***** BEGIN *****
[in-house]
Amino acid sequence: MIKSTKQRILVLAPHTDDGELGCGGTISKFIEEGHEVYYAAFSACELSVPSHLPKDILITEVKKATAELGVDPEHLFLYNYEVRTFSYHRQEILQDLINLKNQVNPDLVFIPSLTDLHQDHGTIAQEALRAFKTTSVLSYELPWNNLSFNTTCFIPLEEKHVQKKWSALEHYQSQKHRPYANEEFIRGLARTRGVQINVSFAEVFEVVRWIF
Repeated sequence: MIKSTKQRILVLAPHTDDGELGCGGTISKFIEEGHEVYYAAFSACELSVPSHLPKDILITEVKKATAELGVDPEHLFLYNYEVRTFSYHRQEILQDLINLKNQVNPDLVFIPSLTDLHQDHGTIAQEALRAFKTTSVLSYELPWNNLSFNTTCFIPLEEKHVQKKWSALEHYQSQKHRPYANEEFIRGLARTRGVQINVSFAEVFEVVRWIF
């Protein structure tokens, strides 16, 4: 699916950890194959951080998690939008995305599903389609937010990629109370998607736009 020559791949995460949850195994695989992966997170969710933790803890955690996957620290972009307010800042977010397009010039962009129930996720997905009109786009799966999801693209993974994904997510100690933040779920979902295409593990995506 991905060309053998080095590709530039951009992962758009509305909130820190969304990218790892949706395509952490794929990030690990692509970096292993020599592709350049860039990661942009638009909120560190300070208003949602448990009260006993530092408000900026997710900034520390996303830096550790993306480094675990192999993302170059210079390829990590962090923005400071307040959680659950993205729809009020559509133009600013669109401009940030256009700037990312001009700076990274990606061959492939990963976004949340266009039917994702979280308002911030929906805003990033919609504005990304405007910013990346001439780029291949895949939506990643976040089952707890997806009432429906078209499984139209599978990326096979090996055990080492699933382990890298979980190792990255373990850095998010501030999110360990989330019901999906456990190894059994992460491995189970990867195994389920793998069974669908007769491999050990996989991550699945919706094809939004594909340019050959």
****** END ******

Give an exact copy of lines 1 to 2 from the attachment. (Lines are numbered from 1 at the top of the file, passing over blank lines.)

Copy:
[in-house]
Amino acid sequence: MIKSTKQRILVLAPHTDDGELGCGGTISKFIEEGHEVYYAAFSACELSVPSHLPKDILITEVKKATAELGVDPEHLFLYNYEVRTFSYHRQEILQDLINLKNQVNPDLVFIPSLTDLHQDHGTIAQEALRAFKTTSVLSYELPWNNLSFNTTCFIPLEEKHVQKKWSALEHYQSQKHRPYANEEFIRGLARTRGVQINVSFAEVFEVVRWIF